“You should have used a 555” has become a bit of a meme around these parts lately, and for good reason. There seems to be little that these ubiquitous chips can’t be used for, and in a world where code often substitutes for hardware, it’s easy to point to instances where one could have just used a simple timer chip instead.
Definitely not in the meme category, though, is this overkill vacuum tube 555 timer. It comes to us via [David Lovett], aka [Usagi Electric], who has lately caught the “hollow state” electronics bug and has been experimenting with all sorts of vacuum tube recreations of circuits we’re far more used to seeing rendered in silicon than glass. The urge to replicate the venerable 555 in nothing but vacuum tubes is understandable, as it uses little more than a pair of comparators and a flip-flop, circuits [David] has already built vacuum tube versions of. The only part left was the discharge transistor; a pentode was enlisted to stand in for that vital function, making the circuit complete.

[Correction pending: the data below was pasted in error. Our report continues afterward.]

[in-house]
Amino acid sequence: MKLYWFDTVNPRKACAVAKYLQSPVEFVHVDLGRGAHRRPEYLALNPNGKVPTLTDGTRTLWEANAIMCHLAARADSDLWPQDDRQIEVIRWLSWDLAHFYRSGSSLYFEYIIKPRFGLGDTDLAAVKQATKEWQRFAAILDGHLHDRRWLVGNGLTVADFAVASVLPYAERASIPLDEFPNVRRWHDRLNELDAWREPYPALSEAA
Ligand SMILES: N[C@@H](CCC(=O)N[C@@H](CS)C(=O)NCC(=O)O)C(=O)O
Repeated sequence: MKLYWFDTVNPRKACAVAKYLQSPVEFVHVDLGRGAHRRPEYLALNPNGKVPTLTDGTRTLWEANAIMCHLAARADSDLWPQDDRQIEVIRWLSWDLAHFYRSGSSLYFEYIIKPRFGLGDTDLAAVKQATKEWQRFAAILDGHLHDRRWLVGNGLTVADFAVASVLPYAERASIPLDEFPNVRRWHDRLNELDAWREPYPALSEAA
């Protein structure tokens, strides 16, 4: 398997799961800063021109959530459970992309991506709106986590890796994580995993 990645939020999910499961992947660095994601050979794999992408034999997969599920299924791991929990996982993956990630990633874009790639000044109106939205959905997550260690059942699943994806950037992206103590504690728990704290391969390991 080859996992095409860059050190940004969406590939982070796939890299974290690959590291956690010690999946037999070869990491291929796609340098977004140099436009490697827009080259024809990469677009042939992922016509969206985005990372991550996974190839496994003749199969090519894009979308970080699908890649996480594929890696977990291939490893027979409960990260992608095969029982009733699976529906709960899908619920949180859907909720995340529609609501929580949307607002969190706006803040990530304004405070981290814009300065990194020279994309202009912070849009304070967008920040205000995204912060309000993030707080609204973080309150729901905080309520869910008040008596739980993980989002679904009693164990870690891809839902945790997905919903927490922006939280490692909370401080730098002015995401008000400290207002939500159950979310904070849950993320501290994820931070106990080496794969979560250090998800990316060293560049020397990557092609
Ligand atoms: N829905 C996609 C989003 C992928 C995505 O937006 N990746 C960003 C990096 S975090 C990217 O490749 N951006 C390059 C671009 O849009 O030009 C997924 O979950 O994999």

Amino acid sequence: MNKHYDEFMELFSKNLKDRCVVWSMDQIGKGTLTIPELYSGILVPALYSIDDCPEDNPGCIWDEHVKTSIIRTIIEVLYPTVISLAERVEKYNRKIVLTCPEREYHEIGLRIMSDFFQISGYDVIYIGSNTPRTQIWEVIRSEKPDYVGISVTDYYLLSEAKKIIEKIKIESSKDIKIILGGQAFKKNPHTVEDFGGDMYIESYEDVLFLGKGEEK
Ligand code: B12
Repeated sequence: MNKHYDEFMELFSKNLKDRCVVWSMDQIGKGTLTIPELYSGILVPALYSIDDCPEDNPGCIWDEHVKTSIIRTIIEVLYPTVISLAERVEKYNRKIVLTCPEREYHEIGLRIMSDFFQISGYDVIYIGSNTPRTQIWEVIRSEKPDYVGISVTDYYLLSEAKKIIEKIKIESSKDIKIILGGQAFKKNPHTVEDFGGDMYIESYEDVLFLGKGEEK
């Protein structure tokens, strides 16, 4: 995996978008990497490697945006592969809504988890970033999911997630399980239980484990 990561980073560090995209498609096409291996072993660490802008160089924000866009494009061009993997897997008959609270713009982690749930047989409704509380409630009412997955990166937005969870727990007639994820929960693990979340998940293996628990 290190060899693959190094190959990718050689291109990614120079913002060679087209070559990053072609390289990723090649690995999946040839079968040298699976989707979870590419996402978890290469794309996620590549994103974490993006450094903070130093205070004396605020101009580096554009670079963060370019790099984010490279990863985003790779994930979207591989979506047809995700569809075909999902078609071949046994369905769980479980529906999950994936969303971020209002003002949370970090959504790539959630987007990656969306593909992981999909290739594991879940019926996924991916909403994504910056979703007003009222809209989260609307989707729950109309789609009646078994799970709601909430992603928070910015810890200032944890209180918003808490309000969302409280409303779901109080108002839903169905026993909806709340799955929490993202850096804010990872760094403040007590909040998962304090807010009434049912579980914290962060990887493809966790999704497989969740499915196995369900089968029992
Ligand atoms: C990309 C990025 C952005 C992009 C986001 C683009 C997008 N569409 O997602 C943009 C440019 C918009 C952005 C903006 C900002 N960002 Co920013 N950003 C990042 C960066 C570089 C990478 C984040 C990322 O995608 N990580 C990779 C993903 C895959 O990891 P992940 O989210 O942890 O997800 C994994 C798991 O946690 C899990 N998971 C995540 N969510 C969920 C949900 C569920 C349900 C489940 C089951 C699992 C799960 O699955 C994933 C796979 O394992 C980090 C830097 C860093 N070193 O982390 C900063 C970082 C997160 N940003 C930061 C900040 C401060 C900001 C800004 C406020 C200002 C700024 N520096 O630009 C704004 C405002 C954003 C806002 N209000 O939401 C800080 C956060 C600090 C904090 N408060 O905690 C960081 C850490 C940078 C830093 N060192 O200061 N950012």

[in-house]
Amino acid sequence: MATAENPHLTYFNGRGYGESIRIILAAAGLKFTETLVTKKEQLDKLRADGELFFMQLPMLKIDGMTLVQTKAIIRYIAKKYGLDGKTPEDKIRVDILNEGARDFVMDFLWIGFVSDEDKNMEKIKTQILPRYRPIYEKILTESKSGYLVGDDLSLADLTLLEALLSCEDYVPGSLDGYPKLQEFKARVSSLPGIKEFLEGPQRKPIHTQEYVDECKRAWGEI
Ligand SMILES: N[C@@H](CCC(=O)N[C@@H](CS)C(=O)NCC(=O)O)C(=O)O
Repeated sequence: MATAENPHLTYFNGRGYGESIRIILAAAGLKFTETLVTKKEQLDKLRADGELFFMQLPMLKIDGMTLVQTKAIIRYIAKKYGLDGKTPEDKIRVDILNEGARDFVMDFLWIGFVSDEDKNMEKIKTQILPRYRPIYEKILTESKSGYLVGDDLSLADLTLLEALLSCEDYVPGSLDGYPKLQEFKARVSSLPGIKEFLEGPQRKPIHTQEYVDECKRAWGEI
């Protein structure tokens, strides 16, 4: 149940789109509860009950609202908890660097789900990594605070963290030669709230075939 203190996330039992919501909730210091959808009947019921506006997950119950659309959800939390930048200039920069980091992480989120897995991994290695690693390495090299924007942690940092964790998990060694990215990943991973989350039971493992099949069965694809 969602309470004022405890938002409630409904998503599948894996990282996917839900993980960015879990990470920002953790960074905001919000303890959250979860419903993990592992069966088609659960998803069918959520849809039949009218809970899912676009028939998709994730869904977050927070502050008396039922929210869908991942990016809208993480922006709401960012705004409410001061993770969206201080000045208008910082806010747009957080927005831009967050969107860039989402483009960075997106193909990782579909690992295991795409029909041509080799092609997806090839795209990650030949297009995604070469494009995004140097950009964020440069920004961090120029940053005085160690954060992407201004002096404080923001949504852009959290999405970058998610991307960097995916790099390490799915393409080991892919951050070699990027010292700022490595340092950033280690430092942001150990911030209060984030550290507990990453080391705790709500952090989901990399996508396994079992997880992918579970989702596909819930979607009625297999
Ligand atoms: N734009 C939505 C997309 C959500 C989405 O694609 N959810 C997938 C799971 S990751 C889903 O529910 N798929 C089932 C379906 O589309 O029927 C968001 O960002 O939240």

To physically implement the design, [David] built a large PCB to hold the 18 vacuum tubes and the handful of resistors and capacitors needed. Mounted on eight outsized leads made from sheet steel, the circuit pays homage to the original 8-pin DIP form of the 555. The video below shows the design and build process as well as testing of all the common modes of operation for the timer chip.
You can check out more of our coverage of [David]’s vacuum tube adventures, which started with his reverse-engineering of an old IBM logic module. And while he did a great job explaining the inner workings of the 555, you might want to take a deeper dive into how the venerable chip came to be.